Siddarth Bhamre, Head of Research, Religare Broking, believes that the current phase of the markets is the one where bears swallow their words and most of the participants turn bullish. In an interview with MintGenie, he said that this market may offer good returns to risk-takers but will be very difficult for value investors. One's strategy should be to remain invested in markets and into sectors where growth visibility is high even though a valuation cushion may not exist, he suggested. A model portfolio currently should be a blend of growth and value stocks, he added.
Markets have turned volatile after hitting record highs. How do you see them performing in the second half of 2023?
After consolidating for a couple of weeks in the second half of June, markets have started their upward journey led by the mid and small-cap segments. This is that phase when the market makes bears swallow their words and most of the participants turn bullish. In this phase, we typically see a sharp up-move without much of a decline and the market tends to move towards the ultra-expensive zone, though we are not there yet. We believe this market may offer good returns to risk-takers. This market will be very difficult for value investors.
What strategy would you suggest to investors for 2023?
Indian markets remain in a sweet spot with the Indian economy outperforming its global peers and both foreign and domestic flows remain strong. As the world continues to deal with slowing growth with rising interest rates, options to invest are not many. Indian equities still on the global front appear to be the place to be. Our strategy is to remain invested in markets and sectors where growth visibility is high even though a valuation cushion may not exist. The idea is not to get swayed by global noise and concentrate on domestic data points and remain invested.
Should low-risk investors move away from equities towards fixed-income assets or gold due to uncertain market conditions?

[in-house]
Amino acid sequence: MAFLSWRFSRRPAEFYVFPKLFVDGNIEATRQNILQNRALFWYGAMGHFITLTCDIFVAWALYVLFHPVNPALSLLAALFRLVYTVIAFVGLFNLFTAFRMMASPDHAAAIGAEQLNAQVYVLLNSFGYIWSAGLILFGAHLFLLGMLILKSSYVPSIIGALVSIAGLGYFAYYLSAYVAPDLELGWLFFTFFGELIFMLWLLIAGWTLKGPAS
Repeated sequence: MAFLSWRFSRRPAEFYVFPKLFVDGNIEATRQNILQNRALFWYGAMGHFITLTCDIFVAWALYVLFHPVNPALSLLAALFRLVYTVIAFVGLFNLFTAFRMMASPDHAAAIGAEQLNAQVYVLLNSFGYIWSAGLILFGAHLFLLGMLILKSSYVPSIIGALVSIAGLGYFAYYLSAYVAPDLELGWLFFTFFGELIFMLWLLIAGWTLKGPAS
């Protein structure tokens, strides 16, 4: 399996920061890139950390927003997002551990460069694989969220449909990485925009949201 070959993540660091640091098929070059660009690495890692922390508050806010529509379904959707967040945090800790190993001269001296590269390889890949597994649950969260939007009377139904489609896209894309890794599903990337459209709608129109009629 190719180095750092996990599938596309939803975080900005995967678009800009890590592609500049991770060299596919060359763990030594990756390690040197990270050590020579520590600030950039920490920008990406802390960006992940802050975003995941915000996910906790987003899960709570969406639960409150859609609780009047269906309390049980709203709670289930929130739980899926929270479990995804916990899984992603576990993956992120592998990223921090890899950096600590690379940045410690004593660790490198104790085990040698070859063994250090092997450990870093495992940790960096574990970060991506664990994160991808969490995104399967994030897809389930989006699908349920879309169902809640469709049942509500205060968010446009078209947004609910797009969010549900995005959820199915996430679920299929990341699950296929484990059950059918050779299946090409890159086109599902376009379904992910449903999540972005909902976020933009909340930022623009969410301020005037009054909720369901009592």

Yes. Or they need to be very selective and stock specific. However, the substitute will be fixed income and not gold.
What should a model portfolio look like in this current market environment?
It should be a blend of growth and value stocks. In the overweight sectors, we will put Auto, Cement, Power, and Consumer durables. In equal-weight, it will be BFSI, Oil & Gas, IT, and Pharma.
Which sectors would you pick for this year and why?
Auto and Cement are our preferred spaces to be in. First, on auto, data points suggest demand in this space continues to remain strong despite a hike in interest rates. Reducing input cost pressure and changing product mix are margin positives. Interestingly there are prominent names that do provide valuation comfort as well. So it’s an easy choice to make. In the cement sector, growth visibility is high as infrastructure and real-estate space are quite buoyant. The capacity expansion plan by most of the names in this sector provides good scope for revenue expansion. Valuation may not be very attractive but topline growth will keep investors' interest alive for at least a few quarters.
Banks versus IT? Which is your pick?
Banks should do better than IT. Corporate balance sheet expansion and increasing household debt would keep banks on a high growth trajectory. The IT space has a valuation cushion but overhead winds on global fronts will be ruling investors' minds and hence buyers won’t be aggressive in this space.
IPOs have been making a comeback. Do you see a strong IPO market this year?
The IPO market is a function of sentiments in stock markets. At an all-time high and with mid and small-cap doing well, it will attract a lot of unlisted names to tap capital markets. So yes, as long as this momentum continues, we may see more and bigger IPOs hitting the markets.
Is there more steam left in the broader markets or do you believe the valuations are now high?
Valuations are not attractive. One has to be selective in this space and should not increase allocation. We may see further rise in this universe but we may not see this phase for a prolonged period of time. Honestly, I don’t know how this space would pan out beyond 1-2 months.
While currently, FPIs are net buyers, will they move towards China later on?
China may not be viewed the way it was pre-Covid. China may not grow at those high single-digit rates. So the same sort of allocation to China vis-à-vis India may not happen. However, from pre-Covid highs, our markets have rallied 50% while China has been languishing more or less around those highs. For now, FPI flows may continue.
One piece of advice for new investors.
Invest in your own thoughts. Take small exposure and research more. Once convinced, increase exposure. Learn when to be in growth stocks and when to be in value stocks.